In her latest installment of her occasional “Dear Process Nerd” column series, Kady O’Malley takes on the subject of heckling, and offers a sympathetic answer about the frustration of MPs who can’t get a word in edgewise given the way in which debates and QP are structured to all but discourage actual debate. And she’s right – that is a very serious problem that we should address. The problem? The solutions that she offered were not solutions.
As is so often the case with people who are looking to reform the system to improve the obvious deficiencies, the instinct is always to implement some new gimmick, and my learned friend is no different in this regard. In this case, O’Malley notes that we should give MPs more time to meaningfully engage with legislation (go on…) but decides that the answer lies in rejigging the daily schedule for un-structured, open-interaction with things like quizzing specific ministers on subjects or Urgent Questions.
And this is the part where I heave a great sigh, because my learned friend as completely missed the mark.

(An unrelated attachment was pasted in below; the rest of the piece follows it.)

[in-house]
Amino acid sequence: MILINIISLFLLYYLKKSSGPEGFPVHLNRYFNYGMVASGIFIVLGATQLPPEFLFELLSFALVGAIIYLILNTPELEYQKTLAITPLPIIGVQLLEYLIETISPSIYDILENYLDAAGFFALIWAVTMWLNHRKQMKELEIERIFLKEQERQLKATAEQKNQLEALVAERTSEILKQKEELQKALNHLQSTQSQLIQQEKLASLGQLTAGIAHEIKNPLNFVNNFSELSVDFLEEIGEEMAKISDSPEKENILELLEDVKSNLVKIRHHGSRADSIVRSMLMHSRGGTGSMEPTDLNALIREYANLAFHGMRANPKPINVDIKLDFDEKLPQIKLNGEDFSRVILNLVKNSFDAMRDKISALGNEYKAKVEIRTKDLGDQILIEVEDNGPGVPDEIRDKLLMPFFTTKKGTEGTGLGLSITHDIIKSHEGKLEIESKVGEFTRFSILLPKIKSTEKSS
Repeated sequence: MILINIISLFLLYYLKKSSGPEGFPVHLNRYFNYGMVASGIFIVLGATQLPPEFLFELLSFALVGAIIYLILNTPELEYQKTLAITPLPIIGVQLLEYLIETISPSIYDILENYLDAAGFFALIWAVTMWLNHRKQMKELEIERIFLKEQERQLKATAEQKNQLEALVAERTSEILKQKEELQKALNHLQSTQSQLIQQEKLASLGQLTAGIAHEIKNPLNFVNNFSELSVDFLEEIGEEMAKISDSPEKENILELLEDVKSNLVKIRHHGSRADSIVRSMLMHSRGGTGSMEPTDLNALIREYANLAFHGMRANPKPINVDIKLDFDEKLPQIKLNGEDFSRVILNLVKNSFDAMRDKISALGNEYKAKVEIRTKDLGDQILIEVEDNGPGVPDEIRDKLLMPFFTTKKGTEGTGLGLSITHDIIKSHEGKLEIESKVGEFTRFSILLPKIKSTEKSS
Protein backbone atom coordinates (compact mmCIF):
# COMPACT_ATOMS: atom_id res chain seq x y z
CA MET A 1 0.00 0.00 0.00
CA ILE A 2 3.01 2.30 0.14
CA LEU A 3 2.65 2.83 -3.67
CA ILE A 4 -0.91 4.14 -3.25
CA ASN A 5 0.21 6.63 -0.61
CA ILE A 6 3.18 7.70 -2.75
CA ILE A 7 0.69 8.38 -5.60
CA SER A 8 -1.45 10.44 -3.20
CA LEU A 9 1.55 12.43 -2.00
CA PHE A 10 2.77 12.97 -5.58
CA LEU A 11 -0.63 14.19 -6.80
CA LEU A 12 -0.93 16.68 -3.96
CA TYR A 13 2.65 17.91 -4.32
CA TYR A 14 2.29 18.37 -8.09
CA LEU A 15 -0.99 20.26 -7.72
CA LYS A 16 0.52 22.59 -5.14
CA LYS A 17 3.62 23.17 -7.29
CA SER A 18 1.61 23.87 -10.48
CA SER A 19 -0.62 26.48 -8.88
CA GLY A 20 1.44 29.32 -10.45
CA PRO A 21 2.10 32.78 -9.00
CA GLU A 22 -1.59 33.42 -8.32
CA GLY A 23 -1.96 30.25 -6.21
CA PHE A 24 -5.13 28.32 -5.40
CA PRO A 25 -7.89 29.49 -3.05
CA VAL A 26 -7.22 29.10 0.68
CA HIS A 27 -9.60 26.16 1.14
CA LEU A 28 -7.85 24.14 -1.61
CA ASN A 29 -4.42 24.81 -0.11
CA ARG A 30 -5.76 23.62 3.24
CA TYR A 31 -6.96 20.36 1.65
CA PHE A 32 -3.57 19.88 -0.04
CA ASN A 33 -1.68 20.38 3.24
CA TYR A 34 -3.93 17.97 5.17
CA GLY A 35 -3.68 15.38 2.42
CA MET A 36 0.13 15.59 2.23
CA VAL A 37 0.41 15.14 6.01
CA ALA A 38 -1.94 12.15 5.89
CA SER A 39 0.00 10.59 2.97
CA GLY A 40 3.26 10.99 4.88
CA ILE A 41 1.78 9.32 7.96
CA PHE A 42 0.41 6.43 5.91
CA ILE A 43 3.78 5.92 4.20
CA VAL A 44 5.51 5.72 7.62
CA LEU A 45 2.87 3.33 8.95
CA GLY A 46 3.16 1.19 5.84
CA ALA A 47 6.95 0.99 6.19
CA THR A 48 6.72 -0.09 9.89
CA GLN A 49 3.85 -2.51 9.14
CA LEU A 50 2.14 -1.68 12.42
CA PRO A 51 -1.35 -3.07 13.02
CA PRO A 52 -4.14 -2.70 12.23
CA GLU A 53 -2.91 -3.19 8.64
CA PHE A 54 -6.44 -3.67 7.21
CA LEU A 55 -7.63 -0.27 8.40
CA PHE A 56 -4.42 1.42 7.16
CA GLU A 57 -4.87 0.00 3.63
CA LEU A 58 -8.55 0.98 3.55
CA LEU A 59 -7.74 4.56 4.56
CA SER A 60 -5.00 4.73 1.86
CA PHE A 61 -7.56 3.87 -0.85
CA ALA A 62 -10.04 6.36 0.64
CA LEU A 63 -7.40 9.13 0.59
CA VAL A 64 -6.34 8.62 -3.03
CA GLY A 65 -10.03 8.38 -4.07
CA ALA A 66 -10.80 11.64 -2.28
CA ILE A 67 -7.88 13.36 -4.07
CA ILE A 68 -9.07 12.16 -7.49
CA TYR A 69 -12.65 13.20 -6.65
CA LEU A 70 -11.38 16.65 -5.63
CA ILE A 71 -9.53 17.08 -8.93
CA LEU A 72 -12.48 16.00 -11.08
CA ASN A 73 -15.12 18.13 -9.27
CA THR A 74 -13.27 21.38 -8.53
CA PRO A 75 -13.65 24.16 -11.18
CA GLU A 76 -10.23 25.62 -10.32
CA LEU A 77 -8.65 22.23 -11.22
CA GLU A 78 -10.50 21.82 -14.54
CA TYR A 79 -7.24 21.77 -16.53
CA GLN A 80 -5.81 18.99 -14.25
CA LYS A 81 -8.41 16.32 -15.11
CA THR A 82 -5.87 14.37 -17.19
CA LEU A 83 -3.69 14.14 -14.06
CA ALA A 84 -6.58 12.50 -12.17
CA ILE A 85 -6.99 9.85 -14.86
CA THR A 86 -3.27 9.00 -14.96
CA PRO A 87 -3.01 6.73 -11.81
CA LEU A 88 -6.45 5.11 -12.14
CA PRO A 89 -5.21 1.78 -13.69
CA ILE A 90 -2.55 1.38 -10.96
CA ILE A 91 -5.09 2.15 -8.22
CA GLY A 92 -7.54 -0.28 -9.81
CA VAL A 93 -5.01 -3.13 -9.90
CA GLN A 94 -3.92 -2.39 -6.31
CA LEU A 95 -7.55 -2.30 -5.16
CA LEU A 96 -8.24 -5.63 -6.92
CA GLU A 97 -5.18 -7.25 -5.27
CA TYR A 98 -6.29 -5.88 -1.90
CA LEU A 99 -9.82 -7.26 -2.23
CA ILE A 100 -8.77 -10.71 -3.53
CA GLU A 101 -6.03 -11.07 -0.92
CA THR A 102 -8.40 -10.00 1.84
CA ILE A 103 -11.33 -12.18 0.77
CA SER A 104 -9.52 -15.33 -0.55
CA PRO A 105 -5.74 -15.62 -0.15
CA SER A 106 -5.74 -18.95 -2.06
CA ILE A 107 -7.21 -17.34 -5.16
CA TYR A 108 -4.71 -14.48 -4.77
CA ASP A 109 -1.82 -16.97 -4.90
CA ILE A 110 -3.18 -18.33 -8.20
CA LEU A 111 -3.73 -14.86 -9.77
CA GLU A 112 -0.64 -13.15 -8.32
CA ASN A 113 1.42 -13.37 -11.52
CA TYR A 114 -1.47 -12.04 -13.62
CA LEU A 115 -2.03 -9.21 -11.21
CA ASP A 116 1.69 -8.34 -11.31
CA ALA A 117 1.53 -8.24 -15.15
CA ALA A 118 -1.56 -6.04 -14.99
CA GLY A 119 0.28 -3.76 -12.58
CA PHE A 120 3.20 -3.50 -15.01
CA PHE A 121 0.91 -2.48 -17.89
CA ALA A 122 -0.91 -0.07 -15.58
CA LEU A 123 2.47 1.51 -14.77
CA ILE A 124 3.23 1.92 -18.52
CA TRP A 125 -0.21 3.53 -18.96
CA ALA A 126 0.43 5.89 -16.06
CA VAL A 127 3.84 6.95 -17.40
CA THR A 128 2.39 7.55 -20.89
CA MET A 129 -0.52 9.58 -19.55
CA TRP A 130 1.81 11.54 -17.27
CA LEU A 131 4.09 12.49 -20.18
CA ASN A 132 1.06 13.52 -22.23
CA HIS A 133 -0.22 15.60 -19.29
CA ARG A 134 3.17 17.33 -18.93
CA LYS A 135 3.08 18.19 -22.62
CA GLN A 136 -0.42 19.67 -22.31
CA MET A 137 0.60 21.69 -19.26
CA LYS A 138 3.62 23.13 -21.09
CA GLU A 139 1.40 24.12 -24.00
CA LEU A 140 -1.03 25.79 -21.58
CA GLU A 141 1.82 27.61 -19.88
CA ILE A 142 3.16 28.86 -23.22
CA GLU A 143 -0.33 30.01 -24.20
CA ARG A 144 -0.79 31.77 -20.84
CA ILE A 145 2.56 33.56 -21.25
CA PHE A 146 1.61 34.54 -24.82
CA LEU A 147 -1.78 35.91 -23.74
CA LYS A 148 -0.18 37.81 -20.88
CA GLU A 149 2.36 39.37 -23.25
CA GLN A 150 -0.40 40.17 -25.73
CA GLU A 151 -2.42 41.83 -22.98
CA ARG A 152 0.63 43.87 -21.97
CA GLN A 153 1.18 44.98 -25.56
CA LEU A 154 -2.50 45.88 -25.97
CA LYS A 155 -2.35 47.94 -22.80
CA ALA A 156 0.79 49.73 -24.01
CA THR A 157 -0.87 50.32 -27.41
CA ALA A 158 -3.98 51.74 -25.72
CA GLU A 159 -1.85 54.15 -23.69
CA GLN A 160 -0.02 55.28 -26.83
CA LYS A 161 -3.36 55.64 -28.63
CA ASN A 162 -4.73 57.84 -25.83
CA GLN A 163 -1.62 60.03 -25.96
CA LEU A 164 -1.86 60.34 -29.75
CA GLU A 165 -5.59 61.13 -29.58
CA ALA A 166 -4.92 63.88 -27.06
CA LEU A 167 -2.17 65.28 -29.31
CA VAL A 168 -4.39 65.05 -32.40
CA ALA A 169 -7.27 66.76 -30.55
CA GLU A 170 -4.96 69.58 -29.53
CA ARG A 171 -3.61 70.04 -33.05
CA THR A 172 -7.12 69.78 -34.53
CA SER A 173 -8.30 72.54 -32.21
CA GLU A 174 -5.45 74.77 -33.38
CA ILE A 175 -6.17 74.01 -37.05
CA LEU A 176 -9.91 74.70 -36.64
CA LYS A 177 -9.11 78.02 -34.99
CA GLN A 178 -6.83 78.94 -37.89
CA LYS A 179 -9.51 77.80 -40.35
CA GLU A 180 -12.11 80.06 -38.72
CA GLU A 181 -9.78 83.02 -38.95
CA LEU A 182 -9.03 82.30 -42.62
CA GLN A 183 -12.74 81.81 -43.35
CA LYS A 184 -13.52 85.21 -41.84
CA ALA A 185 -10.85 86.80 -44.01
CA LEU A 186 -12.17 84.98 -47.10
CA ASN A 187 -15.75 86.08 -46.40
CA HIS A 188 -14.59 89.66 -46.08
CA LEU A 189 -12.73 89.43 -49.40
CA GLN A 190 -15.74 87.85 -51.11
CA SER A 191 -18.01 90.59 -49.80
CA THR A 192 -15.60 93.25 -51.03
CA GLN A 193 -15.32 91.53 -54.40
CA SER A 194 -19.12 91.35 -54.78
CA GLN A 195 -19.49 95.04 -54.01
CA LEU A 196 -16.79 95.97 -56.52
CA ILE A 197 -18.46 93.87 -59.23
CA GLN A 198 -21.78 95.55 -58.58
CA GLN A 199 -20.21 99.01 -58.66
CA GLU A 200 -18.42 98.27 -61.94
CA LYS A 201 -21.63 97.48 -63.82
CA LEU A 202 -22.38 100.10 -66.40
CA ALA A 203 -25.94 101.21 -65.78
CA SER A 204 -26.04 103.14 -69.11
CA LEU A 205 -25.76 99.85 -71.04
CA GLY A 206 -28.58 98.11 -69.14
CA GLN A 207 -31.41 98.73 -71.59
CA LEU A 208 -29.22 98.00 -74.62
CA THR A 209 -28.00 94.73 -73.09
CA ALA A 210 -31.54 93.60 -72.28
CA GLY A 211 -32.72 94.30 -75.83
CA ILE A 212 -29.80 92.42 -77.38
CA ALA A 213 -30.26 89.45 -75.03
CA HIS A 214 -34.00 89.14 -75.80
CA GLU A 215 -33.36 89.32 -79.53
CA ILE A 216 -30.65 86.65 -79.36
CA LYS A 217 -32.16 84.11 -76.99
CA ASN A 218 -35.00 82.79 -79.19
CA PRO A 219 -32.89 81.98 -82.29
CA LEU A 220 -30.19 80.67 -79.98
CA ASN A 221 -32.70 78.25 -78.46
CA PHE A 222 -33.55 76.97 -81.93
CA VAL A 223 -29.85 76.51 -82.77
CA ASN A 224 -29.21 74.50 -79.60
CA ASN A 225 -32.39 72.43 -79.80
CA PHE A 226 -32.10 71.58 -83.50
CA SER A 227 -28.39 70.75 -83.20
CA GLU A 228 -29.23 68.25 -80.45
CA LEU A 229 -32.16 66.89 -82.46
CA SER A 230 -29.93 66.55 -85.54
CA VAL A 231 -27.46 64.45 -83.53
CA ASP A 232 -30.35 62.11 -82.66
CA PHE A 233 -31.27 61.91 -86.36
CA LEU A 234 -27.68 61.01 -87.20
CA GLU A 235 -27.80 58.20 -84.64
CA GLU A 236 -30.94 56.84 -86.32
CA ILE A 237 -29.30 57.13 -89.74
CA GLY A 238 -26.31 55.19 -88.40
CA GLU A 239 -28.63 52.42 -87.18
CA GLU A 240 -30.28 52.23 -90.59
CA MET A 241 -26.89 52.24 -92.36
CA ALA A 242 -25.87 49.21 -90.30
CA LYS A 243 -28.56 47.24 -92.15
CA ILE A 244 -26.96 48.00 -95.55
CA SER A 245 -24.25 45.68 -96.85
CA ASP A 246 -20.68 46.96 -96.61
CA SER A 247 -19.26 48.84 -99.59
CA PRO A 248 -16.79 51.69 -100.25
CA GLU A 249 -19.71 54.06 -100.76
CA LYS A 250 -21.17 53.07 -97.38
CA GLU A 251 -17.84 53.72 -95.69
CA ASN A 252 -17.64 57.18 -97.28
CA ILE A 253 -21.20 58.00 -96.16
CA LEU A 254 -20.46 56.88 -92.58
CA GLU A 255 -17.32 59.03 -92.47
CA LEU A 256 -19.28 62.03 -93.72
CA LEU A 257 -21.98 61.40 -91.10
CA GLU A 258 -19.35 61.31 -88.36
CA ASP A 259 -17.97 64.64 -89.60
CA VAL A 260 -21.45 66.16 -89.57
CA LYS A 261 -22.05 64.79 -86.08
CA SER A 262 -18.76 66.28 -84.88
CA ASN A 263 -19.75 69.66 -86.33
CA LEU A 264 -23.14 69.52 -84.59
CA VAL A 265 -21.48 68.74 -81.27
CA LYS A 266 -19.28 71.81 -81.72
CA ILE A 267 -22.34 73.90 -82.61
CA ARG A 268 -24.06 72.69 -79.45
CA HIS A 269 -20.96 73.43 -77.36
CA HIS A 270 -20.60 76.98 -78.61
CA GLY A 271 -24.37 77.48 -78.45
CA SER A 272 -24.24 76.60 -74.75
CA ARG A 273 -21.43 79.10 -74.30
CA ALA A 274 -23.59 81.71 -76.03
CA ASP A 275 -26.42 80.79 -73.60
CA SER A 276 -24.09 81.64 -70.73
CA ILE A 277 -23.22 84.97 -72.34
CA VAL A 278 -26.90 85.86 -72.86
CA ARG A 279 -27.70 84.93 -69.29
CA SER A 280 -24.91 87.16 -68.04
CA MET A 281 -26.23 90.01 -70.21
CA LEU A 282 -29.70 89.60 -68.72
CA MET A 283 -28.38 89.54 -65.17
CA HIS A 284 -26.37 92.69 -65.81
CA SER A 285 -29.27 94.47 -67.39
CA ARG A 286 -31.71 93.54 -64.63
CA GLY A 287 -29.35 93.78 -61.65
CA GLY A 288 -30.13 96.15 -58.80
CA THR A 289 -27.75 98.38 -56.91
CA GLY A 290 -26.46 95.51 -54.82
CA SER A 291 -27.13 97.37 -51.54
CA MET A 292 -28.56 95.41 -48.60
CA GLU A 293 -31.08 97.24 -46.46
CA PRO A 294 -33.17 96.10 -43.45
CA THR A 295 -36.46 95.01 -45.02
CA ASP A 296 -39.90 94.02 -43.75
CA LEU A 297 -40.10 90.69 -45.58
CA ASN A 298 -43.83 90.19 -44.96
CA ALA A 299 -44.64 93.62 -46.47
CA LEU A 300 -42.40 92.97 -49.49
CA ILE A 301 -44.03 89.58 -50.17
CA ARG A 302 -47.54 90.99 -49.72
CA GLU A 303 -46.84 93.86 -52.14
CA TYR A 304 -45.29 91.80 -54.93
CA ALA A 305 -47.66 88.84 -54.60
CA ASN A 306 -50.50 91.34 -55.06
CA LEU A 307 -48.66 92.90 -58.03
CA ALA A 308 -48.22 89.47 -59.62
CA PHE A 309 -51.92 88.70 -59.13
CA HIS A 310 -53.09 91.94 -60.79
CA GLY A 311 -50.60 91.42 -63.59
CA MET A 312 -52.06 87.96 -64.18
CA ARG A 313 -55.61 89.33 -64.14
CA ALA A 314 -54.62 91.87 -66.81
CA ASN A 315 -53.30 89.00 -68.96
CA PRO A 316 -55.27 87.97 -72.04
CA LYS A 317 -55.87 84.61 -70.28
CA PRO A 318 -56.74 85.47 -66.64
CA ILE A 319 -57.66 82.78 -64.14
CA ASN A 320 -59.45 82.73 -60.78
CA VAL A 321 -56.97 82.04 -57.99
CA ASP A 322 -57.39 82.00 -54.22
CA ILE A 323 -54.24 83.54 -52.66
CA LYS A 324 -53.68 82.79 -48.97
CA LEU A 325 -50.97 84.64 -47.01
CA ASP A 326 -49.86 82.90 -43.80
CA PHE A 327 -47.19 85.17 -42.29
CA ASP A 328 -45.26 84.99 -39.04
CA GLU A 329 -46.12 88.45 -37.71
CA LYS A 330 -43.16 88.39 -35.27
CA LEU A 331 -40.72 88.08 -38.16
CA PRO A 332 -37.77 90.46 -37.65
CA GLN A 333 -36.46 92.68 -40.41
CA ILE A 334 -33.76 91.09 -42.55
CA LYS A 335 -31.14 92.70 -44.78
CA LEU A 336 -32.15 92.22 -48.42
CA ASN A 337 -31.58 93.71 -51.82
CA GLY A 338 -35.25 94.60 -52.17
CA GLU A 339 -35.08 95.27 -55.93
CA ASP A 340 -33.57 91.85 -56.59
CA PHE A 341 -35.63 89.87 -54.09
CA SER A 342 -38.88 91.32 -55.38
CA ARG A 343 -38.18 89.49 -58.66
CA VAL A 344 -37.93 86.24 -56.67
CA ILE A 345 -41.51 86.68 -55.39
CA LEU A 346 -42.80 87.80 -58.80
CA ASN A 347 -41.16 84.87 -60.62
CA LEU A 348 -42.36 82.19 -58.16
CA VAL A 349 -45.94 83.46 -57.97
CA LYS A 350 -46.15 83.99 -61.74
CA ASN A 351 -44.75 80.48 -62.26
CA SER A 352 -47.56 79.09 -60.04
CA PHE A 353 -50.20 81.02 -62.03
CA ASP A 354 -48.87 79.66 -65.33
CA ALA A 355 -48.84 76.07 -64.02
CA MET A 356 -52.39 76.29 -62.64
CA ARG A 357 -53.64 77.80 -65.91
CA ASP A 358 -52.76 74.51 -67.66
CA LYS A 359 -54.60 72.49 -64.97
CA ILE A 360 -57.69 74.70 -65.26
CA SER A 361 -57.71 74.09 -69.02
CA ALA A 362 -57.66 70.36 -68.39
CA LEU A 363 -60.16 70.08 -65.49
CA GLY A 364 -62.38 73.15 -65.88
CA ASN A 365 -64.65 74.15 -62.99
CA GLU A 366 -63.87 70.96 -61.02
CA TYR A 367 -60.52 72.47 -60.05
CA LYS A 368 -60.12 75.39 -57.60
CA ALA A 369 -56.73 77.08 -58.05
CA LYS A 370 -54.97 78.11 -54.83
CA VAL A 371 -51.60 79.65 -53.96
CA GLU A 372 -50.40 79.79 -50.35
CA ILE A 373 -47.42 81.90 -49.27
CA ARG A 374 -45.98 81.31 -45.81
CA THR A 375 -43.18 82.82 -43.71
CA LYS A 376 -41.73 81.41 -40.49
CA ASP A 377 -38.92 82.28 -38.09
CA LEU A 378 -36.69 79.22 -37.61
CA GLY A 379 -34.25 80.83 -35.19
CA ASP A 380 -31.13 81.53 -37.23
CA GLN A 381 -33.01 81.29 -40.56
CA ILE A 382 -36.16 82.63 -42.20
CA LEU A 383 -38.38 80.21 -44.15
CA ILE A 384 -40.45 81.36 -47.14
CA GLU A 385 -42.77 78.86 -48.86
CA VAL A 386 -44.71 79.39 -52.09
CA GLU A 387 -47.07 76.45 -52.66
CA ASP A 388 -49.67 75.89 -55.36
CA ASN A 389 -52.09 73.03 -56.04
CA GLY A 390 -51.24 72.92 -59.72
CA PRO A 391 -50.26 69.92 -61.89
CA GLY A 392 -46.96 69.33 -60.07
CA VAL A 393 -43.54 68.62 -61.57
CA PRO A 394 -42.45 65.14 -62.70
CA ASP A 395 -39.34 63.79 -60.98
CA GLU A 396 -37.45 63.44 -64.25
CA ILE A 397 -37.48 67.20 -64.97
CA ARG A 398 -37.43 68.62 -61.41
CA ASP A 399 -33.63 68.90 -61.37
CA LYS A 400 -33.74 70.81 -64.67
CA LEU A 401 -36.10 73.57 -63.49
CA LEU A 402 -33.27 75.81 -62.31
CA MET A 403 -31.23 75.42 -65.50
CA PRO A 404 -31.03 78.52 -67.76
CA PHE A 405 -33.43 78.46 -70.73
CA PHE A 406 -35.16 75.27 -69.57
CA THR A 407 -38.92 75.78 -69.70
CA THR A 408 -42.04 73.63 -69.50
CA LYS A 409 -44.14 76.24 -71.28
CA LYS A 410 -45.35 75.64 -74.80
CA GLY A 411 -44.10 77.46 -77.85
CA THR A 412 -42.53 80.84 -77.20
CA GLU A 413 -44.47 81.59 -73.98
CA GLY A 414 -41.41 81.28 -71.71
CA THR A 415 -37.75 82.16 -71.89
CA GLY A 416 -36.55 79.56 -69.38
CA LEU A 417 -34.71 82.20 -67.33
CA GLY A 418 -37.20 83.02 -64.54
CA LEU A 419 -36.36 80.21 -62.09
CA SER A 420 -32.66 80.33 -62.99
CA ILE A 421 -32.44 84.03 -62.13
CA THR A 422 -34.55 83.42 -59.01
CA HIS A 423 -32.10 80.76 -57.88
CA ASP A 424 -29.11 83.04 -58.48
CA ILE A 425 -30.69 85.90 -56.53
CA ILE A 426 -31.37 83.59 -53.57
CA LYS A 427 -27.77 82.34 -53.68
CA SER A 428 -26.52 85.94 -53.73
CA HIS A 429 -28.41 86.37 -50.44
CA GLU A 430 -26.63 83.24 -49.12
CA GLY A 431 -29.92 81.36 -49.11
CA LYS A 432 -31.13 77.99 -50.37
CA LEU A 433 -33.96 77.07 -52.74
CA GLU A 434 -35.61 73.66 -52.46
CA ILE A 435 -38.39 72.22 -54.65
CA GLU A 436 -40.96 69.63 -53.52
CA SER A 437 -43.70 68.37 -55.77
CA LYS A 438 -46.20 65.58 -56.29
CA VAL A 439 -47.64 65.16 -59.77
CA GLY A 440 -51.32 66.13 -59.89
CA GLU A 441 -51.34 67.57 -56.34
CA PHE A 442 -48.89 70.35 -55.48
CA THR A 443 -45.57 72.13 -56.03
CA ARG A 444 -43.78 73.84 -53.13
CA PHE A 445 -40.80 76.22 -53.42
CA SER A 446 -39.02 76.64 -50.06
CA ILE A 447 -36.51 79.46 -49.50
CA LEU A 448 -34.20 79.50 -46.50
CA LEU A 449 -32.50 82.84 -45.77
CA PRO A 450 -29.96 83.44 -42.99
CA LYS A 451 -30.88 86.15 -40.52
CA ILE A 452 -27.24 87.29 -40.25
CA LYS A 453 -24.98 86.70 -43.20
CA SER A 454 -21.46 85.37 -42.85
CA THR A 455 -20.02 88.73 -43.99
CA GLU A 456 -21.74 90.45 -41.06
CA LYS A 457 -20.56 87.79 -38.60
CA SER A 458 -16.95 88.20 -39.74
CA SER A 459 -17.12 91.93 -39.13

When you identify a problem, you shouldn’t go looking for a new gimmick to try and counterbalance it – you should go looking for the source of the problem and solve it there. In this case, it’s the way in which we started regulating speaking times in Canada so that when we imposed maximum speaking times, we incentivised MPs to use up that whole time. That meant speeches that went up to 40 minutes, then twenty, and the ten minutes allotted for questions and comments wound up being just as rote and scripted more often than not because MPs no longer know how to debate. So why not just tackle that problem instead? Restore the old rules – abolish speaking times and speaking lists, have the Speaker gauge how long MPs should have to speak to a bill or motion based on the number of MPs who want to speak to it, and allow for interruptions for questions in a free-flowing manner, and above all, ban scripts so that MPs will be engaged in the subject matter, talking for probably eight to ten minutes, ensure that there is free-flowing debate throughout, and most of all, it eliminates the impetus to read speeches into the record. Just tacking on new rules and gimmicks has made the situation worse over the years. Strip that away. Get us back to the fundamentals. That will help bring about actual change.